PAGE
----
Clarion’s Call 10

Aboard the Ultima Mule Raleigh stood on the bridge, hands on his hips. He and Granny watched on the holoscreen as Anthony Kim and Michael Pak directed their men working around the tandem drives. 

He opened a neural network connection and said, “Status, Mr. Kim?”

“I’m sorry, Captain. It’s taking longer than we expected. One more hour should do it, though. Then we’ll be able to port anywhere we want to. Just be aware we still can’t maneuver once we get there without porting again, since we don’t have any standard drives.” 

“Understood.” 

Granny said, “I don’t understand how we’re going to get her, Captain. We can’t just show up in orbit around Clarion and demand her back.”

Raleigh acknowledged her with a smile. 

He opened a neural network connection once more and said, “Mr. Pak, would you care to explain to Granny your bold idea?”

Pak turned from the other tandem drive and faced them through the holovision. 

“We think StarCen is way too busy on Clarion and elsewhere to keep an eye on every square centimeter in her solar systems. So, we proposed to Lootie that we show up on the edge of the system and park in orbit around one of their outermost objects. We should be able to evade detection for quite some time, if all goes well.”

“Okay,” Granny said. “Then what? You still can’t do anything that far out. That’s too far away to teleport down to the surface.” 

Pak smiled and tapped the elephant-size tandem drive he and his men were working on. 

“That’s where this puppy comes in. Normal teleportation distances are one AU or so. Lootie has stretched that out, but at the outer periphery of the Clarion system, it will still take two ports to get people on and off world.”

“People?” Granny said, shock edging the tone of her voice. “You’re going to port people in and out from the edge of their solar system?”

“That’s the idea, yes ma’am. First, Lootie is going to port this here spare tandem drive halfway in. Then she’s going to drop a sensor near our target on Clarion so she can see what she’s doing. Then she’ll port a volunteer, probably the Captain, to the surface of Clarion where he’ll retrieve his girlfr— uh, Ms. Thrall.”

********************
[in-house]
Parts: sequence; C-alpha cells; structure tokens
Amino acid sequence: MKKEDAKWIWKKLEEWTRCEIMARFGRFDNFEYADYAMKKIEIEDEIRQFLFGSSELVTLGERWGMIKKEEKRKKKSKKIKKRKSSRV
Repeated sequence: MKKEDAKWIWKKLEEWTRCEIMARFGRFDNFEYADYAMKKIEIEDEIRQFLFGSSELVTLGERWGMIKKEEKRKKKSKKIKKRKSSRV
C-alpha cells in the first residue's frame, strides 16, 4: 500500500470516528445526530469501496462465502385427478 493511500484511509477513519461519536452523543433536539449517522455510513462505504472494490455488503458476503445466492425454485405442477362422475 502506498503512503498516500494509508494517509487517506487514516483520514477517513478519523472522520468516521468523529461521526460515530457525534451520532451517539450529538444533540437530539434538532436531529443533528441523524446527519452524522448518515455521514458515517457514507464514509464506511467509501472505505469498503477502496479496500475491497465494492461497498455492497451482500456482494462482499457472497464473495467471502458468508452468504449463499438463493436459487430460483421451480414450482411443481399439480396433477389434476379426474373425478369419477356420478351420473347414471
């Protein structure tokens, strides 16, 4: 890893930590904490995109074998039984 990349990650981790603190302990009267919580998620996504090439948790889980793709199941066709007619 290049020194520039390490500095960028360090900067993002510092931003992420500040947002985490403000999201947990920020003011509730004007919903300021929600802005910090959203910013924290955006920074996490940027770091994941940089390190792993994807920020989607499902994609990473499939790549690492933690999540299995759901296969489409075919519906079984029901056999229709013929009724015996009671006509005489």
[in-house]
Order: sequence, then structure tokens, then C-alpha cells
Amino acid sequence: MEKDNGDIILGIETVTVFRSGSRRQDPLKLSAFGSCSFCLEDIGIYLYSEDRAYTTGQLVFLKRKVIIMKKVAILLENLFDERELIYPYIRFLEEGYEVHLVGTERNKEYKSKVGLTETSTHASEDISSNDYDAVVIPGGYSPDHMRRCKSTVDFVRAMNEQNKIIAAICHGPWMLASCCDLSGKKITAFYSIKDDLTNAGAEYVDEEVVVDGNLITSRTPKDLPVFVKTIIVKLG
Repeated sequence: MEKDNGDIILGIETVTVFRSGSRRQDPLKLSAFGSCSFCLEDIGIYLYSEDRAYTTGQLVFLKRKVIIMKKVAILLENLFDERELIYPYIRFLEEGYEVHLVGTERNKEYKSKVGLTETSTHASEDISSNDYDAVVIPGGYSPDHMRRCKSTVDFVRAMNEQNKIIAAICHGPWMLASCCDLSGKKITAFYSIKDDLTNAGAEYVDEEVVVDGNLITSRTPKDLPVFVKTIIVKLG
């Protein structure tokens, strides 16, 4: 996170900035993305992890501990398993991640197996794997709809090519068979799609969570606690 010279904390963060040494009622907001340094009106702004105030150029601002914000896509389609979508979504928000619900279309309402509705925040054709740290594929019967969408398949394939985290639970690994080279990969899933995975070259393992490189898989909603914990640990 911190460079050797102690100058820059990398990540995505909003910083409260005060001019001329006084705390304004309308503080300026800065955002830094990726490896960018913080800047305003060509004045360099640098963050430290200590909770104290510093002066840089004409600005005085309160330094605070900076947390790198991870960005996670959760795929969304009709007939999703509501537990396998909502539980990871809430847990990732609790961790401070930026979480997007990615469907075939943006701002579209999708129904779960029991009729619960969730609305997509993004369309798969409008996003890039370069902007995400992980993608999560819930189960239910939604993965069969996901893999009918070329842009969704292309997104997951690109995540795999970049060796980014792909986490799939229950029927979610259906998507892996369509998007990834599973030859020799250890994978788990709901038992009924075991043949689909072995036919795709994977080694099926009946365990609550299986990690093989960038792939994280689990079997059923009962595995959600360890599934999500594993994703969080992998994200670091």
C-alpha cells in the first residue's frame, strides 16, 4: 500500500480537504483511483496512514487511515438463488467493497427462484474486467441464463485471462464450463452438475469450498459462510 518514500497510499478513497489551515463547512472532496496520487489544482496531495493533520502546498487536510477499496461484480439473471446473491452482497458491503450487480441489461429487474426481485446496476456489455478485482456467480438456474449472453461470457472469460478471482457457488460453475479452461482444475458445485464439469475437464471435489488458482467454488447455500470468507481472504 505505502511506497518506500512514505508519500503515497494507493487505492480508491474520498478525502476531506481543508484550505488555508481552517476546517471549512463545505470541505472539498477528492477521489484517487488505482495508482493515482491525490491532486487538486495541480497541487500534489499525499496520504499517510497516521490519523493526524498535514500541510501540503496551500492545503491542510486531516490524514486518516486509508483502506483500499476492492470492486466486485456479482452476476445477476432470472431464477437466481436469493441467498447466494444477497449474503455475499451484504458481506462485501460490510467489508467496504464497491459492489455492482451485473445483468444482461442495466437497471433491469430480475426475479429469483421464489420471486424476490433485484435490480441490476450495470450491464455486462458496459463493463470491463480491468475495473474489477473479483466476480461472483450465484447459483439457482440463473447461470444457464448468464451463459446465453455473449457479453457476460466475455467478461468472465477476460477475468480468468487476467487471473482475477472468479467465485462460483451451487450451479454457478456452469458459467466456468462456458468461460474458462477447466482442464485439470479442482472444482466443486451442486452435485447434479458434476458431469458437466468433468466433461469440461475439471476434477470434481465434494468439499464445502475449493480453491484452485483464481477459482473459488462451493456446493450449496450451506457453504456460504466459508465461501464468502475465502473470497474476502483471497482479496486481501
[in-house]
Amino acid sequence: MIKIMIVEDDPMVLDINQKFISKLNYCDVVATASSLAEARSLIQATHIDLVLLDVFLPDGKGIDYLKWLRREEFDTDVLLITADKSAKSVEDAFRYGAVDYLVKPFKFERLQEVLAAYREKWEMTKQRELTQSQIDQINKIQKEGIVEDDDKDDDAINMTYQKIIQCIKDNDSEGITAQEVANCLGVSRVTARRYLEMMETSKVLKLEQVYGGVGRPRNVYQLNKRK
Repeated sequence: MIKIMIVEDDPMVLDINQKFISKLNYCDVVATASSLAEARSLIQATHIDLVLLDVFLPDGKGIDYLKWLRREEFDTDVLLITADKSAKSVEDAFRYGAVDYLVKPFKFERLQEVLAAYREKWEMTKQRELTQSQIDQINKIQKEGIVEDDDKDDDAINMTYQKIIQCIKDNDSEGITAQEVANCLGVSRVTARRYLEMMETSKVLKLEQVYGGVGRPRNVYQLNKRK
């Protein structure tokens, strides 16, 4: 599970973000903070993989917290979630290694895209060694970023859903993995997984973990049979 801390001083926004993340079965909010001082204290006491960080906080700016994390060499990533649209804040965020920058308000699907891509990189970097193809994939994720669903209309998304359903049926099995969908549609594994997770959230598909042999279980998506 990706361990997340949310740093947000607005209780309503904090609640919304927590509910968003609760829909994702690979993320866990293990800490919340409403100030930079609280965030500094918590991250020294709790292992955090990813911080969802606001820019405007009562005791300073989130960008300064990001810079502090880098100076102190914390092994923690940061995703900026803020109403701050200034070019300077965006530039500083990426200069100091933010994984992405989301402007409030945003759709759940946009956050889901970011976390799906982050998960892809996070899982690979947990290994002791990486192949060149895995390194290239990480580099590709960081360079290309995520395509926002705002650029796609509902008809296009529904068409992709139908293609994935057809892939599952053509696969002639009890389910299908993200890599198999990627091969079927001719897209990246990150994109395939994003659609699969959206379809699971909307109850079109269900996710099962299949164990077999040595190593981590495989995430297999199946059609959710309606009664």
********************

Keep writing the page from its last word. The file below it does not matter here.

Granny turned to Raleigh and narrowed her eyes. 

She said, “Are you sure this is not suicide?”

Raleigh said, “The biggest problem at those distances are the accuracy of the proximity calculations. The first jump will be in the middle of space. I’ll be wearing a spacesuit. Lootie will pick a spot free of debris. It won’t matter if she’s off by a centimeter or two because it’ll be out in the middle of nowhere. 

“The second jump she’ll drop me off in the water. Or above the water, where I’ll fall safely into it. Show us the picture of the Thrall family home, Lootie.” 

The holoscreen changed to display an enormous four-story house sitting near the ocean. 

“By that time her sensor should be fully synced with local conditions. Jillian and I should be able to port back easily enough.”

“Well, shucks,” Granny said. “Why do you even need to go at all? Let’s just pull her out of there.”

Raleigh shook his head. He said, “She’s got to wear a spacesuit for the way back. It’ll take two jumps. I’m going to bring her one and make sure she gets in it safely.”

“And then you’re both porting back?”

He nodded and said, “Two jumps. One from her house, the other from the halfway point.” 

“You know how they say, ‘That sounds so crazy it just might work?’”

He smiled and nodded.

She said, “Well, this is just crazy. There is a reason AIs don’t make long distance jumps with people to planetary surfaces.” 

“It’ll work. Have a little faith, Granny.” 

She snorted. “And what happens if they spot us orbiting around that distant rock? It’s not out of the question, you know. One of their battleships could pop in and blow us to Kingdom Come.” 

“If that happens, Lootie takes us away before they open fire.” 

“You say ‘us.’ What if you’re not onboard when that happens?”

“You’ll just have to find a way to come back and get me, Granny. You’ll be in charge while I’m gone.”

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